Increasing transparency and accountability in national pharmaceutical systems

Bulletin of the World Health Organization
Volume 96, Number 11, November 2018, 729-796
http://www.who.int/bulletin/volumes/96/11/en/

POLICY & PRACTICE
Increasing transparency and accountability in national pharmaceutical systems
– Anne Paschke, Deirdre Dimancesco, Taryn Vian, Jillian C Kohler & Gilles Forte
http://dx.doi.org/10.2471/BLT.17.206516
Abstract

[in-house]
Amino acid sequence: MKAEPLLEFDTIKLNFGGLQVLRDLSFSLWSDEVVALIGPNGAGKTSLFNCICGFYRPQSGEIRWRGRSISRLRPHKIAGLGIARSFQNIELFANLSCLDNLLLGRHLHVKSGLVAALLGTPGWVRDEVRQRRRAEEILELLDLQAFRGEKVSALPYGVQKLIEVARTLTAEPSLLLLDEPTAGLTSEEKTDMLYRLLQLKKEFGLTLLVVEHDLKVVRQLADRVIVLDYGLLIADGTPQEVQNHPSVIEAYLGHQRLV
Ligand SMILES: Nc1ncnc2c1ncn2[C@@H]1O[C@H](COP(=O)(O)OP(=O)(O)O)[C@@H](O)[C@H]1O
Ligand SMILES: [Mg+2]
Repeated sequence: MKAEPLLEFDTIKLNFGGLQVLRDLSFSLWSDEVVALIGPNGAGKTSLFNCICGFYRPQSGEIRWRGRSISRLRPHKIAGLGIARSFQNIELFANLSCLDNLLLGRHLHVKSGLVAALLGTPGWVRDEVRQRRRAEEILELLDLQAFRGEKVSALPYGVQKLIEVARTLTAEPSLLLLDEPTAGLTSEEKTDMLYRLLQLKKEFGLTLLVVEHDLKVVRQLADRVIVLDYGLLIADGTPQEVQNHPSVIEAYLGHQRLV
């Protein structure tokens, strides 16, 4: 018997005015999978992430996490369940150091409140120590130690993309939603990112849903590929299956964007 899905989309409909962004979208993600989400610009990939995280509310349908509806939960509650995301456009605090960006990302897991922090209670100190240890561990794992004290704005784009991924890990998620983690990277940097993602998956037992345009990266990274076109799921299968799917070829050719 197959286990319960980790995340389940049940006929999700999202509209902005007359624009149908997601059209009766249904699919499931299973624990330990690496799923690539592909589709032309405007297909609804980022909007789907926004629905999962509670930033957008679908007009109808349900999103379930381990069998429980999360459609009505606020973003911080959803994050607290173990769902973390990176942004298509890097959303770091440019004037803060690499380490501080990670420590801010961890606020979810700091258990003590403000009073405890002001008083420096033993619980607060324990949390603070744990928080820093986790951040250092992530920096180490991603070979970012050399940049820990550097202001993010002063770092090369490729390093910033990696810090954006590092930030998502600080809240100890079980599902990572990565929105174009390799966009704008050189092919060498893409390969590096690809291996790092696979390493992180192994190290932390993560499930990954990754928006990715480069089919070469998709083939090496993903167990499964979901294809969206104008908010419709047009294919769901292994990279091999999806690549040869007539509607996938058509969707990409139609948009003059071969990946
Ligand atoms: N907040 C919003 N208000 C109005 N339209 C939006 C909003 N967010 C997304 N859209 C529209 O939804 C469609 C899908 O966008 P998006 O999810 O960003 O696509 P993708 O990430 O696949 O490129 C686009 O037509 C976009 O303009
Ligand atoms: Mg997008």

Access to safe, effective, good-quality medicines can be compromised by poor pharmaceutical system governance. This system is particularly vulnerable to inefficiencies and to losses from corruption, because it involves a complex mix of actors with diverse responsibilities. A high level of transparency and accountability is critical for minimizing opportunities for fraud and leakage. In the past decade, the Good Governance for Medicines programme and the Medicines Transparency Alliance focused on improving accountability in the pharmaceutical system and on reducing its vulnerability to corruption by increasing transparency and encouraging participation by a range of stakeholders. Experience with these two programmes revealed that stakeholders interpreted transparency and accountability in a range of different ways. Moreover, programme implementation and progress assessments were complicated by a lack of clarity about what information should be disclosed by governments and about how greater transparency can strengthen accountability for access to medicines. This article provides a conceptual understanding of how transparency can facilitate accountability for better access to medicines. We identified three categories of information as prerequisites for accountability: (i) standards and commitments; (ii) decisions and results; and (iii) consequences and responsive actions. Examples are provided for each. Conceptual clarity and practical examples of the information needed to ensure accountability can help policy-makers identify the actions required to increase transparency and accountability in their pharmaceutical systems. We also discuss factors that can hinder or facilitate the use of information to hold to account those responsible for improving access to medicines.